The buzz around the e-book pricing wars refuses to subside. After the very public Amazon-Macmillan disagreement, and a renewed hope on Apple's iPad as a savior for the publishing industry, the news isn’t getting better for publishers. The New York Times is reporting that Apple is likely to have included with publishers aboard the iPad platform, a clause that lowers the prices for bestsellers, to a level matching Amazon's $9.99. These machinations, coupled with internal turf wars over pricing, throw the spotlight on what is likely to become a recurring theme over the coming months - one that of constant strife between platform promoters (in this case, device vendors such as Amazon and Apple) and content providers (Publishers, music labels). And this is not something that is likely to be witnessed only in the e-reader market. Apple's issues with developers over its app approval process, and with music labels over pricing of tracks are more examples of this strife.
While it might seem atavistic to say so, however, the current scenario indeed appears a throwback to the era of walled gardens , where mobile carriers decided what content you could browse on your mobile phones and which content provider gets the best positioning in their on-portal content decks. Those days are, arguably, gone. But guess what, players in the device and content industries have now begun to see the merit that telcos had seen all these years in being gatekeepers to the consumer's user experience. Content and device players are now in a face-off over who can lay claim to the 'last mile'.
What is it that is driving both these categories of players at one another's throat. In the case of the e-reader, the reasons appear to come out of a recent survey done by consulting firm L.E.K. In the study on changing media consumption habits, the survey found that over 44% of e-readers increased their consumption of other media content. This is a very telling statistic indeed. While it has been a generally acknowledged fact that the early wave of e-book adopters have been the most compulsive of book readers, however, such results point to a future where the e-reader has the potential to be a gateway for a new era of content consumption. And this is where Apple's trying to get its foot in the door with its iPad.
However, more than specific devices and the corresponding business models, one key underlying driver for all these changes is the massive impact that the Internet is having on traditional content consumption. And that is what is encouraging multiple players to try and set up vertically integrated ecosystems where they drive the user experience, and more importantly, own the billing relation with the customer. And this movement towards closed systems is happening everywhere. Take for instance, the case of Microsoft's Windows Mobile. One of the key issues for Microsoft over the years has been the inability to create a uniform user experience across devices that ran Microsoft's earlier versions. Platform splintering between multiple device vendors became rampant, and the end result, Microsoft started loosing market and mind share after the advent of the iPhone. And Microsoft's response, the stunningly beautiful, Windows Phone 7 Series , with its long list of hardware and software restrictions. Yes, Microsoft has realized the value of Apple's approach in offering as minimal a portfolio of devices as possible. However, since Microsoft already has a history of working with several mobile carriers and hardware vendors, it did not directly replicate Apple. Rather Microsoft put in place several restrictions that are going to determine how the Windows Phone 7 Series platform evolves.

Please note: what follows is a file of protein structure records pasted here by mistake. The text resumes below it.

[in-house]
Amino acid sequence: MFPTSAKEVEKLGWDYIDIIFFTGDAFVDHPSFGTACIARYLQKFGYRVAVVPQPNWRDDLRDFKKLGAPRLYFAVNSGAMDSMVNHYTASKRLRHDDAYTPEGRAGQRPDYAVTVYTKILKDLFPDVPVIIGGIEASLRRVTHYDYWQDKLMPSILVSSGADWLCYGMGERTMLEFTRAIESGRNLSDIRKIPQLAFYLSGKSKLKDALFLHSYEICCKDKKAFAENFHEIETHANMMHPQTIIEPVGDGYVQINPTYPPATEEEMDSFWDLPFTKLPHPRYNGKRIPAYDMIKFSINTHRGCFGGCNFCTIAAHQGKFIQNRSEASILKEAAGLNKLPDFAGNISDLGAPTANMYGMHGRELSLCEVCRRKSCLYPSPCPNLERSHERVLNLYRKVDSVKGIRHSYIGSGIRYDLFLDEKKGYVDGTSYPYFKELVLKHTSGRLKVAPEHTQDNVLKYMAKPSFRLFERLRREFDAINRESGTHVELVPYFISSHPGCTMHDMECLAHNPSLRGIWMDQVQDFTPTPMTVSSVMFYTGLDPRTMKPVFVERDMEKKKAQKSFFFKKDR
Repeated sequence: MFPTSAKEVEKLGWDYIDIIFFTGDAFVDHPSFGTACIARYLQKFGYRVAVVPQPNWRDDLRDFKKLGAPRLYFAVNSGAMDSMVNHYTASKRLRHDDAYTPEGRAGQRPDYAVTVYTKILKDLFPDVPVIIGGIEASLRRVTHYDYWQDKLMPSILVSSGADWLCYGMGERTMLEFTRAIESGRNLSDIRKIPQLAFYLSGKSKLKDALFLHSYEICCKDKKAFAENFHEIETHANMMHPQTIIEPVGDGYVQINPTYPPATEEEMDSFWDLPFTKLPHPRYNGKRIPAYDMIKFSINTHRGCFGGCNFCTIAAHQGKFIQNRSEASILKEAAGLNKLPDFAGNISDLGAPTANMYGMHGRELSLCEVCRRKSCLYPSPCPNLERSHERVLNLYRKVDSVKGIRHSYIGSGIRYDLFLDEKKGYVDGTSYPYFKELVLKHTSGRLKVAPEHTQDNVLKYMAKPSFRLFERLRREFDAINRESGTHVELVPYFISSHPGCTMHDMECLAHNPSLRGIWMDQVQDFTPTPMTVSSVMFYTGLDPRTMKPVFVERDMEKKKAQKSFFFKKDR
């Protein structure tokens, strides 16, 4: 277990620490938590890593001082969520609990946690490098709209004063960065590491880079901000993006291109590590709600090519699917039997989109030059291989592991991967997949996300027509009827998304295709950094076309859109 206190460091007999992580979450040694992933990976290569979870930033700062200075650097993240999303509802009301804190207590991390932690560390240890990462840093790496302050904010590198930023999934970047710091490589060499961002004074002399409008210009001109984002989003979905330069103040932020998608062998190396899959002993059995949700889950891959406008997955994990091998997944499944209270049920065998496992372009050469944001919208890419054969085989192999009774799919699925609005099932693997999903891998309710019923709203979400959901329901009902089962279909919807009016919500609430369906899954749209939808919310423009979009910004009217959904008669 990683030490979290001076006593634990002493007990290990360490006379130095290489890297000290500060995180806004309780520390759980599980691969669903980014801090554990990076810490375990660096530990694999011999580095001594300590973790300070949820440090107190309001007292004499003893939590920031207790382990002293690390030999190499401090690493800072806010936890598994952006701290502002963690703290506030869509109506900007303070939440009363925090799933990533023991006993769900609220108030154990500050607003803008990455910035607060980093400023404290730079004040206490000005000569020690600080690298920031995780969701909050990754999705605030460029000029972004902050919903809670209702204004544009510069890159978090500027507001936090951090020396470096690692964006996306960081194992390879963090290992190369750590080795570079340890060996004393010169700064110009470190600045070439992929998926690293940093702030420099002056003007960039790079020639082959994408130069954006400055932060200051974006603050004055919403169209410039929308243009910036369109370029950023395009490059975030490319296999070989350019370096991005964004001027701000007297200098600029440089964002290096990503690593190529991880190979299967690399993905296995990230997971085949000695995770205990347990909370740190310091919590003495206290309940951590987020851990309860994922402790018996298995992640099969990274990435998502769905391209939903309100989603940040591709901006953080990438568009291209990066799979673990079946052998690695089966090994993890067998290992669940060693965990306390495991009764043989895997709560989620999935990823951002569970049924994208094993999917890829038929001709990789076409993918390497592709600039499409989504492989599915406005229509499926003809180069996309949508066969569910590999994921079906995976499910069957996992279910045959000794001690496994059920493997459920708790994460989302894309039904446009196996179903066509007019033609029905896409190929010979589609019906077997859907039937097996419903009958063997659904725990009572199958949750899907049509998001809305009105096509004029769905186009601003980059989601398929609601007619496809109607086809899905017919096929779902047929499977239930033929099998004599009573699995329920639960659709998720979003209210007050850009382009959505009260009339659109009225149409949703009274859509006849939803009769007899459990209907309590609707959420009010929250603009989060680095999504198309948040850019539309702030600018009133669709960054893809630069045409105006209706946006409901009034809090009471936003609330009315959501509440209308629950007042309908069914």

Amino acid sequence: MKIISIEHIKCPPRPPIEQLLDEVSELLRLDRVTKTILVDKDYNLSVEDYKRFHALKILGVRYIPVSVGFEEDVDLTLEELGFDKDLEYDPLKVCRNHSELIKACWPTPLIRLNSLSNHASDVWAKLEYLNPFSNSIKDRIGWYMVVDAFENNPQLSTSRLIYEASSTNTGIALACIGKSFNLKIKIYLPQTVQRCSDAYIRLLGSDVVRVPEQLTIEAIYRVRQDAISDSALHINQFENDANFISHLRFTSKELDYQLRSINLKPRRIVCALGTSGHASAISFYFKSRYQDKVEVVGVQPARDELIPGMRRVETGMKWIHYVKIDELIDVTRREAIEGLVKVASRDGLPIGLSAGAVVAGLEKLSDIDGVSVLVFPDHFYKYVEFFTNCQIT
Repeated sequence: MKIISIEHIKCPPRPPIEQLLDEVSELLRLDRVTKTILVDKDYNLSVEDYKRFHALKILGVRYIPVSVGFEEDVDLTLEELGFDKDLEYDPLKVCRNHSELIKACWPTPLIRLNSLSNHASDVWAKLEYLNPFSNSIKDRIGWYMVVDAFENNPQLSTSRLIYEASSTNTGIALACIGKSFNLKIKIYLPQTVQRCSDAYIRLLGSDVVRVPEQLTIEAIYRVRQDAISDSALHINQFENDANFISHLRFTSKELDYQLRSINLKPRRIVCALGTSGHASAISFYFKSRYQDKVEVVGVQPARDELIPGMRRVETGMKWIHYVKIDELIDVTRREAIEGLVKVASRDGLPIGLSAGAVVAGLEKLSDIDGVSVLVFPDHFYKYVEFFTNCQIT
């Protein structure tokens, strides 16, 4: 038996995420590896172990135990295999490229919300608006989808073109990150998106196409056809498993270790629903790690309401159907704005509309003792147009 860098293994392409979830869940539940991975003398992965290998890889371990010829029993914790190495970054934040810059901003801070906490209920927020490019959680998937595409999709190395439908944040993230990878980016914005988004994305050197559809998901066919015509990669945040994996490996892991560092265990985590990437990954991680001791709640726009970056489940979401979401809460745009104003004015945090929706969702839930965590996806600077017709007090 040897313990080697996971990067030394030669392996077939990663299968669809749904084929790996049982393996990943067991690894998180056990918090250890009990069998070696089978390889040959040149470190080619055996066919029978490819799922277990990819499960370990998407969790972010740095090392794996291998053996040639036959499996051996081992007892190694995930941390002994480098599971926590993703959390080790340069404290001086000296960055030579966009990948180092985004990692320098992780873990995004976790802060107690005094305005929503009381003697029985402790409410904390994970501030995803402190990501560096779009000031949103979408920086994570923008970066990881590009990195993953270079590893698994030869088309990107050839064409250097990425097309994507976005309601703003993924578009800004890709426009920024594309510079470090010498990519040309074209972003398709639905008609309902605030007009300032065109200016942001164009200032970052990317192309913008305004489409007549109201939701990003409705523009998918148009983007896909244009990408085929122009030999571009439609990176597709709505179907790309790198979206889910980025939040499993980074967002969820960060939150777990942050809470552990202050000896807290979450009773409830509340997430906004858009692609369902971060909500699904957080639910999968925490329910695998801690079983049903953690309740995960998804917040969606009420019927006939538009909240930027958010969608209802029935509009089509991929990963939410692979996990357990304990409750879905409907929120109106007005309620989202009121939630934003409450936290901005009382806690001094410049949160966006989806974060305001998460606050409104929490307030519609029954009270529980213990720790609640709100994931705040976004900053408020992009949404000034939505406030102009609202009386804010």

Platforms begin with restrictive definitions of who can offer services, what kind of services can be offered, what are the pricing points, what are the hardware features, what is the role of the gatekeeper. And every major content and device company out there is now trying to build its own platform where they can define each of these parameters. We can debate ad nauseam whether such closed platforms offer more value to the end consumer or they are just a walled garden with invisible-to-the-consumer walls. However, the fact of the matter is, they are here to stay. And it is in this context that the current e-book pricing wars and aggressive tactics appear as nothing beyond a red herring. The real battle is for the control of the platform.